Wednesday, April 04, 2012
Rolling and Tumbling
I’ve always really liked a good song title. Sometimes the nomenclature turns out to be better than the actual song itself. In a former world, where exploring music wasn’t as easy as typing the name of an artist into the right torrent site and clicking a button, titles like Blues Run the Game, or Pushed It Over the End, or Nowadays Clancy Can’t Even Sing were just hints contained within biographies, or photocopied on cassette inserts, or listed on expensive imports in the back of weekly rock magazines. Until quite recently I deliberately saved the experience of listening to Bob Dylan’s "Thunder on the Mountain" as a special treat for this very reason, only to find that it was a pretty standard twelve bar dirge - other opinions are available.
Song titles can be hugely evocative things – I think we all pretty much know what to expect from something called “I Will Always Love You” and “It Was a Hell of a Break by Ray Reardon”, but what about “I Often Dream of Trains”, “Life During Wartime” or “The Kid and the Smoking Gun”? And if you're a writer of any stripe there’s the decision of what to call your song. Do you name it after the oft-repeated line in the chorus, after nothing at all or – and this is my favourite, if only because it throws up an amusing number of pub quiz trivia battles – the last line where it only appears once - "Virginia Plain" or "Up the Junction", say. For a while in 1987 my friend James was plagued by a rash of singles released by established bands just after he’d put the finishing touches to his version. I remember Fleetwood Mac and George Michael sparking particular ire at the time for their releases of "Big Love" and "Faith" respectively.
I liked the idea of Cream’s "Rollin’ and Tumblin’" from the point at which I first became aware of it. As far as I recall, this would have been on a cassette inlay in the footwell of my friend Joey’s Mini van as we pulled up by the Felixstowe seafront sometime in the early 1980’s. I saw some pictures from the gig we played later that day on Facebook recently, as it happens. The song itself was originally (as far as any of these things can ever be satisfactorily concluded) recorded by the splendidly-monickered Hambone Willie Newbern (according to an internet site I just typed the title into) and there are apparently hundreds of extant versions, including one by Bob Dylan, which he’s claimed a writing credit for. When, some time ago now, I came away from a SftBH songwriting session with a CD copy of a piano-heavy demo that Our Glorious Leader had recorded with Tony ‘TT’ Turrell I instinctively knew that the very first words had to be “Rolling and tumbling…” and where we went after that would work itself out. Having seen Eagle-friendly songwriter JD Souther mess up an intro at a live gig in Norwich – I think there may have been a misplaced capo involved - I had scribbled down his rueful response - “I tend to treasure my mistakes” – in my pocket notebook, where the phrase sat for quite a while. Its time was soon to come. I sketched out the rest of the lyric, mailed it to James, and waited for the pollice verso.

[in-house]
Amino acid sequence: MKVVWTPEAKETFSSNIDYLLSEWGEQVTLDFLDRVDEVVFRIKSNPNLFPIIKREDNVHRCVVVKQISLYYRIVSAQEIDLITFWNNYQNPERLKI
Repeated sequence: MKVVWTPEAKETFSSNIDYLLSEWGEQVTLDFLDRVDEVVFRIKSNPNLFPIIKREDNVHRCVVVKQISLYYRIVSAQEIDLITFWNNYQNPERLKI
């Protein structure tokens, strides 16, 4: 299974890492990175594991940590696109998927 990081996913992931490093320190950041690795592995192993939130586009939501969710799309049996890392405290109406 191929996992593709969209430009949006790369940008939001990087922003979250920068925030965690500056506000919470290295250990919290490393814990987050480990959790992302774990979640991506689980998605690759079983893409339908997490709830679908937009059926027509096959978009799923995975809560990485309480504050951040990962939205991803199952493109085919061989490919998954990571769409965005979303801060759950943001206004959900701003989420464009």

We have recorded "Rolling and Tumbling" for the new/next Songs from The Blue House album with a lovely introductory soundscape composed by Paul Sartin - one of The Fragrant and Charming La Mulley’s college chums - which places the song in context before he plays a beautiful adaptation of the part Fiddly has been performing at live renditions in the intro. TT does a lovely sweeping descending arpeggio that wouldn’t scare the horses in Billy Joel’s stables and James picks out a simple single string guitar figure, the naivete of which prefigures the vocal melody to come. In order to presage a suitably stirring finale Tony Winn adopts a West 23rd Street hobo persona to fill out the sound with a marvelous harmonica part which, if nothing else, often gives me the opportunity to do that joke about a mouse walking into a music shop wanting to buy a mouth organ.
I’m hardly on that version, if at all. My backing vocal got replaced by a passing Boo Hewerdine (see the George Clooney in Reverse blog from December 2011) although during a later playback he did apparently look up from his breakfast for long enough to comment approvingly on one of my lyrics, which is something I shall treasure like a mistake for some time to come. We performed the song at Helstock this year and, sans piano, fiddle, and any rehearsal in stead of these absences, there was a lovely frailty about the performance that evoked the original feeling I had, sitting in my car in the dark waiting for the (then instrumental) tune to finish and knowing, just knowing, that this song was called "Rolling and Tumbling".